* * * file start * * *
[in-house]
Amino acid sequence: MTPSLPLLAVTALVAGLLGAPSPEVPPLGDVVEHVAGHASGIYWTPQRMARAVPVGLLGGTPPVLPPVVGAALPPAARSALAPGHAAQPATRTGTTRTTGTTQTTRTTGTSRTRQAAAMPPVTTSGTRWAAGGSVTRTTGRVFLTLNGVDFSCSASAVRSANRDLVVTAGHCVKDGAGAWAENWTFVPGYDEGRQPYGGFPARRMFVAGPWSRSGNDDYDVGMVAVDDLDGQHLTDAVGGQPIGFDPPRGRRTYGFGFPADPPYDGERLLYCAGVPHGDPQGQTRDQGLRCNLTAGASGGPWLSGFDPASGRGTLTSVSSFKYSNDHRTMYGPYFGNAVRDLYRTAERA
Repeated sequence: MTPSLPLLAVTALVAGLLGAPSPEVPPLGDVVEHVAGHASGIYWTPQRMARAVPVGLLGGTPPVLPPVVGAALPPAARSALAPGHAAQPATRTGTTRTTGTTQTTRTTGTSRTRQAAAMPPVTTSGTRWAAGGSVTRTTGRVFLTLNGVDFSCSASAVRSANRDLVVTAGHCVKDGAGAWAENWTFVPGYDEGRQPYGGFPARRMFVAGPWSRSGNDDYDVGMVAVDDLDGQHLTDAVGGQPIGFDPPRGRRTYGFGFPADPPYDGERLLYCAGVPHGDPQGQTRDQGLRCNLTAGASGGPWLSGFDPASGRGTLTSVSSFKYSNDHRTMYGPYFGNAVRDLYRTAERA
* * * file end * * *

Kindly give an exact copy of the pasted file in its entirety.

[in-house]
Amino acid sequence: MTPSLPLLAVTALVAGLLGAPSPEVPPLGDVVEHVAGHASGIYWTPQRMARAVPVGLLGGTPPVLPPVVGAALPPAARSALAPGHAAQPATRTGTTRTTGTTQTTRTTGTSRTRQAAAMPPVTTSGTRWAAGGSVTRTTGRVFLTLNGVDFSCSASAVRSANRDLVVTAGHCVKDGAGAWAENWTFVPGYDEGRQPYGGFPARRMFVAGPWSRSGNDDYDVGMVAVDDLDGQHLTDAVGGQPIGFDPPRGRRTYGFGFPADPPYDGERLLYCAGVPHGDPQGQTRDQGLRCNLTAGASGGPWLSGFDPASGRGTLTSVSSFKYSNDHRTMYGPYFGNAVRDLYRTAERA
Repeated sequence: MTPSLPLLAVTALVAGLLGAPSPEVPPLGDVVEHVAGHASGIYWTPQRMARAVPVGLLGGTPPVLPPVVGAALPPAARSALAPGHAAQPATRTGTTRTTGTTQTTRTTGTSRTRQAAAMPPVTTSGTRWAAGGSVTRTTGRVFLTLNGVDFSCSASAVRSANRDLVVTAGHCVKDGAGAWAENWTFVPGYDEGRQPYGGFPARRMFVAGPWSRSGNDDYDVGMVAVDDLDGQHLTDAVGGQPIGFDPPRGRRTYGFGFPADPPYDGERLLYCAGVPHGDPQGQTRDQGLRCNLTAGASGGPWLSGFDPASGRGTLTSVSSFKYSNDHRTMYGPYFGNAVRDLYRTAERA